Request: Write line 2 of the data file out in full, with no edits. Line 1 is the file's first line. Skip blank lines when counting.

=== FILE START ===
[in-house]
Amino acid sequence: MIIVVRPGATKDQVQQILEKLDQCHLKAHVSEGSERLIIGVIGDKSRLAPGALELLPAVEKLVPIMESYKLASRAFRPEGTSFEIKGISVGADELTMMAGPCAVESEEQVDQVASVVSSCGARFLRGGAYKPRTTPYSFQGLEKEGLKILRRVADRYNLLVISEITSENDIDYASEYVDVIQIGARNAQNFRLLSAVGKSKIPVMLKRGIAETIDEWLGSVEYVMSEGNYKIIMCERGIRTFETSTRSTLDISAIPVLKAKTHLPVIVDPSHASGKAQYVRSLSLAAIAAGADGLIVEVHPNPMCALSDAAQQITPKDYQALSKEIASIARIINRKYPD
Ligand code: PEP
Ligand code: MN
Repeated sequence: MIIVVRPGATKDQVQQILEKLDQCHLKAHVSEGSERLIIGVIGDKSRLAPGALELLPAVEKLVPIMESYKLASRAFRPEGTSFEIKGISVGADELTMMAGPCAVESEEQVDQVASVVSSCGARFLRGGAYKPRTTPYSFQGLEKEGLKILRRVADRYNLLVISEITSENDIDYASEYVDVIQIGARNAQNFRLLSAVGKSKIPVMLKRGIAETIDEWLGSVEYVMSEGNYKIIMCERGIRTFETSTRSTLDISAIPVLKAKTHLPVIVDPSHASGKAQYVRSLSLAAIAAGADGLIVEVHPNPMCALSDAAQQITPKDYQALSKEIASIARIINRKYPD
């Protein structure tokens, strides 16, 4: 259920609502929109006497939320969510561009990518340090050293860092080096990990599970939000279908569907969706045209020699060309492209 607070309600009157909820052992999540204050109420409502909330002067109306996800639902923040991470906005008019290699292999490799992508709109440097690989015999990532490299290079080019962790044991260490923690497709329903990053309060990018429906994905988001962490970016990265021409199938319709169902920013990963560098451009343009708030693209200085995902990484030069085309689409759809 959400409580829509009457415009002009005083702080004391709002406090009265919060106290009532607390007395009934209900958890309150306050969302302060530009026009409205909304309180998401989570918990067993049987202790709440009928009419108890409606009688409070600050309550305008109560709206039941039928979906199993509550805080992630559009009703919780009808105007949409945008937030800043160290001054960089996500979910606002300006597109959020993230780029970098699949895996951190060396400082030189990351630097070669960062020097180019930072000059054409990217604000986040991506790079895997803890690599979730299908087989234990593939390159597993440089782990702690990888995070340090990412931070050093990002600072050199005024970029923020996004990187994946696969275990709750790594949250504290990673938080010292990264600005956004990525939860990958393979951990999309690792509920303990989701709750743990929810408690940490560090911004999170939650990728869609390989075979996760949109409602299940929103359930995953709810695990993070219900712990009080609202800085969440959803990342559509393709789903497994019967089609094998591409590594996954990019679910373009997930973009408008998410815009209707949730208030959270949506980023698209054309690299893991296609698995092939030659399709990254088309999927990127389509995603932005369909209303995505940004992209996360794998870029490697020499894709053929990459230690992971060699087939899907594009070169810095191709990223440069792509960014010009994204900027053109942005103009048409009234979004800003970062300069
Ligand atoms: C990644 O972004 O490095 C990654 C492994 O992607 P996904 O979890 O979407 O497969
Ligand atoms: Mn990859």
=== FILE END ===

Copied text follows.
Amino acid sequence: MIIVVRPGATKDQVQQILEKLDQCHLKAHVSEGSERLIIGVIGDKSRLAPGALELLPAVEKLVPIMESYKLASRAFRPEGTSFEIKGISVGADELTMMAGPCAVESEEQVDQVASVVSSCGARFLRGGAYKPRTTPYSFQGLEKEGLKILRRVADRYNLLVISEITSENDIDYASEYVDVIQIGARNAQNFRLLSAVGKSKIPVMLKRGIAETIDEWLGSVEYVMSEGNYKIIMCERGIRTFETSTRSTLDISAIPVLKAKTHLPVIVDPSHASGKAQYVRSLSLAAIAAGADGLIVEVHPNPMCALSDAAQQITPKDYQALSKEIASIARIINRKYPD